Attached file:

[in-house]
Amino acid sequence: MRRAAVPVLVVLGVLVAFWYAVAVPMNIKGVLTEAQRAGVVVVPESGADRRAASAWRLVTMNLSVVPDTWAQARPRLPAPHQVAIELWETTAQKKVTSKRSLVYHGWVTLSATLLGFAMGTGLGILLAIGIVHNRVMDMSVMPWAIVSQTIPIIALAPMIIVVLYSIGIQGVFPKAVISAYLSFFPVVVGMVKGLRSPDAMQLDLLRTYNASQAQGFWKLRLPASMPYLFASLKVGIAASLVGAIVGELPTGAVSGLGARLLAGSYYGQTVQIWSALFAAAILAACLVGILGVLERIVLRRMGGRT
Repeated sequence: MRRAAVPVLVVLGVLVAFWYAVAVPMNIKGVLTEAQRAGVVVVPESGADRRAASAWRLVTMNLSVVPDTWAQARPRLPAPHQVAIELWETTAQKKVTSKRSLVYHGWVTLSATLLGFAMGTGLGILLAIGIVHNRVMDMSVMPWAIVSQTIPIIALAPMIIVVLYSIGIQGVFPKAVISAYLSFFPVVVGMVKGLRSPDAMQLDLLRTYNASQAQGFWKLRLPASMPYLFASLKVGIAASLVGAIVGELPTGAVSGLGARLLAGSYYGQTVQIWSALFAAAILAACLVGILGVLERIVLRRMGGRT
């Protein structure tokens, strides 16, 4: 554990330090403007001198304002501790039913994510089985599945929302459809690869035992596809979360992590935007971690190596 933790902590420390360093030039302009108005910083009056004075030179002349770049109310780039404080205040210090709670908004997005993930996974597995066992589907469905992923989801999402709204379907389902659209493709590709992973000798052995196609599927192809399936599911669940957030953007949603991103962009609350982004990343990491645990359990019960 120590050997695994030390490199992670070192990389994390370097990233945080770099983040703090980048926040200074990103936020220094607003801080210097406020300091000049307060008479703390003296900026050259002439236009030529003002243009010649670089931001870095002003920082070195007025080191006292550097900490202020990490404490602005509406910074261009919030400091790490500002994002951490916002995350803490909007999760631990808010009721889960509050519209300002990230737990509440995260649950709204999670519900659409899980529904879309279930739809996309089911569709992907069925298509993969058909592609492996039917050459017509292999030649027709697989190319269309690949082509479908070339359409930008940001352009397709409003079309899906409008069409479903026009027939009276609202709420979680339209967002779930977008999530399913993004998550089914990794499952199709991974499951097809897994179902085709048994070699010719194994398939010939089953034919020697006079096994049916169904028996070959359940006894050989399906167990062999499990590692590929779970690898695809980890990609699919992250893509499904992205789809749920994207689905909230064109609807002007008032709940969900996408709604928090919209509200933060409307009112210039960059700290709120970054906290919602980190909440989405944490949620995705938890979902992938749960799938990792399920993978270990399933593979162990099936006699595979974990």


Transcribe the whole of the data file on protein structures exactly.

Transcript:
[in-house]
Amino acid sequence: MRRAAVPVLVVLGVLVAFWYAVAVPMNIKGVLTEAQRAGVVVVPESGADRRAASAWRLVTMNLSVVPDTWAQARPRLPAPHQVAIELWETTAQKKVTSKRSLVYHGWVTLSATLLGFAMGTGLGILLAIGIVHNRVMDMSVMPWAIVSQTIPIIALAPMIIVVLYSIGIQGVFPKAVISAYLSFFPVVVGMVKGLRSPDAMQLDLLRTYNASQAQGFWKLRLPASMPYLFASLKVGIAASLVGAIVGELPTGAVSGLGARLLAGSYYGQTVQIWSALFAAAILAACLVGILGVLERIVLRRMGGRT
Repeated sequence: MRRAAVPVLVVLGVLVAFWYAVAVPMNIKGVLTEAQRAGVVVVPESGADRRAASAWRLVTMNLSVVPDTWAQARPRLPAPHQVAIELWETTAQKKVTSKRSLVYHGWVTLSATLLGFAMGTGLGILLAIGIVHNRVMDMSVMPWAIVSQTIPIIALAPMIIVVLYSIGIQGVFPKAVISAYLSFFPVVVGMVKGLRSPDAMQLDLLRTYNASQAQGFWKLRLPASMPYLFASLKVGIAASLVGAIVGELPTGAVSGLGARLLAGSYYGQTVQIWSALFAAAILAACLVGILGVLERIVLRRMGGRT
């Protein structure tokens, strides 16, 4: 554990330090403007001198304002501790039913994510089985599945929302459809690869035992596809979360992590935007971690190596 933790902590420390360093030039302009108005910083009056004075030179002349770049109310780039404080205040210090709670908004997005993930996974597995066992589907469905992923989801999402709204379907389902659209493709590709992973000798052995196609599927192809399936599911669940957030953007949603991103962009609350982004990343990491645990359990019960 120590050997695994030390490199992670070192990389994390370097990233945080770099983040703090980048926040200074990103936020220094607003801080210097406020300091000049307060008479703390003296900026050259002439236009030529003002243009010649670089931001870095002003920082070195007025080191006292550097900490202020990490404490602005509406910074261009919030400091790490500002994002951490916002995350803490909007999760631990808010009721889960509050519209300002990230737990509440995260649950709204999670519900659409899980529904879309279930739809996309089911569709992907069925298509993969058909592609492996039917050459017509292999030649027709697989190319269309690949082509479908070339359409930008940001352009397709409003079309899906409008069409479903026009027939009276609202709420979680339209967002779930977008999530399913993004998550089914990794499952199709991974499951097809897994179902085709048994070699010719194994398939010939089953034919020697006079096994049916169904028996070959359940006894050989399906167990062999499990590692590929779970690898695809980890990609699919992250893509499904992205789809749920994207689905909230064109609807002007008032709940969900996408709604928090919209509200933060409307009112210039960059700290709120970054906290919602980190909440989405944490949620995705938890979902992938749960799938990792399920993978270990399933593979162990099936006699595979974990």